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New York City Department of Parks and Recreation


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NYS Comptroller


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New York City Department of Parks and Recreation
City University of New York
Questionable Timekeeping Practices Relating to the Dual Employment of
Stationary Engineers

Issued: November 27, 2012
Link to full audit report 2011-S-27
Link to 90-day response

To determine whether stationary engineers employed by both the City University of New York (CUNY) and the New York City Department of Parks and Recreation (Parks) are working overlapping hours and whether each entity is assured that stationary engineers are available to efficiently and effectively perform their duties. The audit covered the period July 1, 2009 through January 26, 2012.

CUNY and Parks both employ stationary engineers, who are responsible for a variety of functions, such as operating and maintaining power plants for Parks and maintaining campus buildings for CUNY. Both the State and the City have enacted regulations to ensure that stationary engineers do not accept jobs with other agencies that interfere or conflict, or are otherwise incompatible with the proper and effective discharge of their current responsibilities. We matched the State payroll, which accounts for CUNY employees, with the City payroll, which accounts for Parks employees, for the period July 1, 2009 to June 30, 2010, and identified ten stationary engineers who received combined earnings from both CUNY and Parks that ranged from $150,000 to $256,000.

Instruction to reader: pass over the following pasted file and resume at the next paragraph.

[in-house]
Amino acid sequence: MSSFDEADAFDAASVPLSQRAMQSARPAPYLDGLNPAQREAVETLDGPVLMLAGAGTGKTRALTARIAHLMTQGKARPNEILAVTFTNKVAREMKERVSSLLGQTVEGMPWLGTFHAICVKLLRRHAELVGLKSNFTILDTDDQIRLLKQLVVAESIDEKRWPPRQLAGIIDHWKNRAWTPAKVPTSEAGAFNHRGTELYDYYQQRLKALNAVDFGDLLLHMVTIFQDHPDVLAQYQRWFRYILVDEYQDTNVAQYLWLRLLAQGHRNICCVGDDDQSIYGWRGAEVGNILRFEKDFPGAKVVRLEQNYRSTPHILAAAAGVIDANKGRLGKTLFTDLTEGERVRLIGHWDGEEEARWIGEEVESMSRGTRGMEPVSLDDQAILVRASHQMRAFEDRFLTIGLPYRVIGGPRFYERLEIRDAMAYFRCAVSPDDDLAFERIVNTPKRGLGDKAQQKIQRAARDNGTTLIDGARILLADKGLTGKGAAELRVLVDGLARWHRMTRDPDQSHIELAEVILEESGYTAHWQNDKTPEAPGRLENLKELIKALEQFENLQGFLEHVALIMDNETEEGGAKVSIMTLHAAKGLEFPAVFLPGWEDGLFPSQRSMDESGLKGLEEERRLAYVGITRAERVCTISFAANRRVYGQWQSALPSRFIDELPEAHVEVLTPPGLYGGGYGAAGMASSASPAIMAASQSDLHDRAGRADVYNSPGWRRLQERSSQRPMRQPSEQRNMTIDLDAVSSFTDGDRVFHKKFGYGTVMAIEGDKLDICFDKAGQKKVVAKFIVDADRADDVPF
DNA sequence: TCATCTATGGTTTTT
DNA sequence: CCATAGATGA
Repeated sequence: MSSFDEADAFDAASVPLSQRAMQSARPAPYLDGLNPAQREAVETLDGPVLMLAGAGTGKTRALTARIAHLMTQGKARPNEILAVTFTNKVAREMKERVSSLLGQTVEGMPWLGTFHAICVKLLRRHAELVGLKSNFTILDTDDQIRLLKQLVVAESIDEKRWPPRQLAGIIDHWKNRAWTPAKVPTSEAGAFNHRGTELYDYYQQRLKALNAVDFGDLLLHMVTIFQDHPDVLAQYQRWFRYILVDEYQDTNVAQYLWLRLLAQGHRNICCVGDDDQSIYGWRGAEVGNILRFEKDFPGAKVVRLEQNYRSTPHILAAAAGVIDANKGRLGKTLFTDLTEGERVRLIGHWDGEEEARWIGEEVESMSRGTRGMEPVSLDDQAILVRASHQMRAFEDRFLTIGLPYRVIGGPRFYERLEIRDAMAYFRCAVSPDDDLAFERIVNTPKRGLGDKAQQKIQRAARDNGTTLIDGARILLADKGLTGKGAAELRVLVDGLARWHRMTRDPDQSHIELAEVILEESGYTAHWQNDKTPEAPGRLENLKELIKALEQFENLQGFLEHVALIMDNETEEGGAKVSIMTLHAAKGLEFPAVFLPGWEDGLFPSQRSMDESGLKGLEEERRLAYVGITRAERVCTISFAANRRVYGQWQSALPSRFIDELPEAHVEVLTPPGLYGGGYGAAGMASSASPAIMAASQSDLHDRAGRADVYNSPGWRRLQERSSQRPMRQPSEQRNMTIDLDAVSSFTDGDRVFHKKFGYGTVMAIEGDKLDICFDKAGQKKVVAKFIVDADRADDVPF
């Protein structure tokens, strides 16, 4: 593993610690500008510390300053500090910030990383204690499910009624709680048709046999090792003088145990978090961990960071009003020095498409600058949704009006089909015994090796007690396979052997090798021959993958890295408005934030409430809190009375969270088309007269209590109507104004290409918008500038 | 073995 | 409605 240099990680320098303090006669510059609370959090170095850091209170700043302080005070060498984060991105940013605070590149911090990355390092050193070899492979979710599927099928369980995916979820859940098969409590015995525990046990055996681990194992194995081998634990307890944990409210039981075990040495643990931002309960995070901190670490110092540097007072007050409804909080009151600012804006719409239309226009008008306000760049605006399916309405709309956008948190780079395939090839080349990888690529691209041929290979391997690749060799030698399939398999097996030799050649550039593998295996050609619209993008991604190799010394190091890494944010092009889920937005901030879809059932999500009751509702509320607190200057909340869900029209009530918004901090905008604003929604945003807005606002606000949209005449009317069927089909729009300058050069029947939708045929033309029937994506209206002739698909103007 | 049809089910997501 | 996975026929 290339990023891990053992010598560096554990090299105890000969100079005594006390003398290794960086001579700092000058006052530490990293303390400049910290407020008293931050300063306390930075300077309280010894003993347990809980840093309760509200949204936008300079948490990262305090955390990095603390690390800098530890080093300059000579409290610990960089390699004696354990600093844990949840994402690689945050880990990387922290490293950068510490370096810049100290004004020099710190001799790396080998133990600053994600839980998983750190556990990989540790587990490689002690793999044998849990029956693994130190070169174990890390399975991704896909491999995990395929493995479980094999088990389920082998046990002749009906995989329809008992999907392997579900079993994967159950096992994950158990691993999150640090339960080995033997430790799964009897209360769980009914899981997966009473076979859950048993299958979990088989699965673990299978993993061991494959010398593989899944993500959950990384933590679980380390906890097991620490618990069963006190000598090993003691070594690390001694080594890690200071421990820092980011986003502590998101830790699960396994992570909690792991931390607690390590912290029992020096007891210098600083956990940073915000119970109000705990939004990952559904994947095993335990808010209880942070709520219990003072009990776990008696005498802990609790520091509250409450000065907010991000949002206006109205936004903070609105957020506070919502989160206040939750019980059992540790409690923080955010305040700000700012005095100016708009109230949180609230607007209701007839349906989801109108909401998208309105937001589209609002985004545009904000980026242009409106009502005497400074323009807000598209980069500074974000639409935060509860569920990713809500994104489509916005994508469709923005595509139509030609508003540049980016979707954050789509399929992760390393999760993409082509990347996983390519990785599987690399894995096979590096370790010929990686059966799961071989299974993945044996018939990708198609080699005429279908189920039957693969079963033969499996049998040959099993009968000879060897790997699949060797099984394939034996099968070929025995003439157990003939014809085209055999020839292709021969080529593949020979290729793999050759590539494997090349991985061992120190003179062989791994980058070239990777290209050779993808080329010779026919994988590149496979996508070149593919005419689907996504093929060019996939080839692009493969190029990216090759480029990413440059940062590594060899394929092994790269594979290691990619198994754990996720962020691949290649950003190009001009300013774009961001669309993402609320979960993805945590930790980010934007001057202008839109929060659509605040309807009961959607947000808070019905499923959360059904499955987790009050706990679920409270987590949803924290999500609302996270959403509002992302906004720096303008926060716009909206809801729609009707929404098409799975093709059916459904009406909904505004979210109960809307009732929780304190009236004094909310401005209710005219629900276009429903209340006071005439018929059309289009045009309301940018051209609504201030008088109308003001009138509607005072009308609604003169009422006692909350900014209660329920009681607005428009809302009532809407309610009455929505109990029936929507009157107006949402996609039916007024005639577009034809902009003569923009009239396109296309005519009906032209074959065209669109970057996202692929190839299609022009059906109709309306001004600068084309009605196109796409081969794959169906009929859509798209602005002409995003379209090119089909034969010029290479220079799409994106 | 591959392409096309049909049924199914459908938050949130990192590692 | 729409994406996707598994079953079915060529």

Key Findings

  • When we matched time records submitted to CUNY and Parks, we found 338 occasions where engineers reported being present at both jobs at the same time. In another 155 cases, there was no break between the times the staff reported leaving one job and starting their shift at the other, which was sometimes located in another Borough. We verified that the engineers did work at both agencies, but found they did not accurately report when they actually started and ended their shifts. As a result, neither CUNY nor Parks can fully be assured staff are working the hours claimed and being paid correctly.
  • Between their two jobs, most engineers ended up working excessive hours that could compromise their alertness and ability to perform critical duties for either employer, especially in an emergency. One engineer worked more than 16 hours on 74 occasions, including 16 instances of more than 40 hours without a rest break. Another worked more than 16 consecutive hours 34 times, ten of which exceeded 24 hours on duty.

Key Recommendations

  • Management should increase oversight of stationary engineers and their supervisors to ensure that all schedule changes are properly documented and approved.
  • Management should implement an automated timekeeping system and ensure stationary engineers follow all State and City regulations relating to dual employment.

Other Related Audits/Reports of Interest

MTA/Metro-North Railroad: Forensic Audit of Select Payroll and Overtime Practices and Related Transactions (2010-S-60)
Port Authority of New York and New Jersey: Management and Control of Employee Overtime Costs (2009-S-87)

State Government Accountability Contact Information:
Audit Director: John Buyce
Phone: (518) 474-3271; Email:
Address: Office of the State Comptroller; Division of State Government Accountability; 110 State Street, 11th Floor; Albany, NY 12236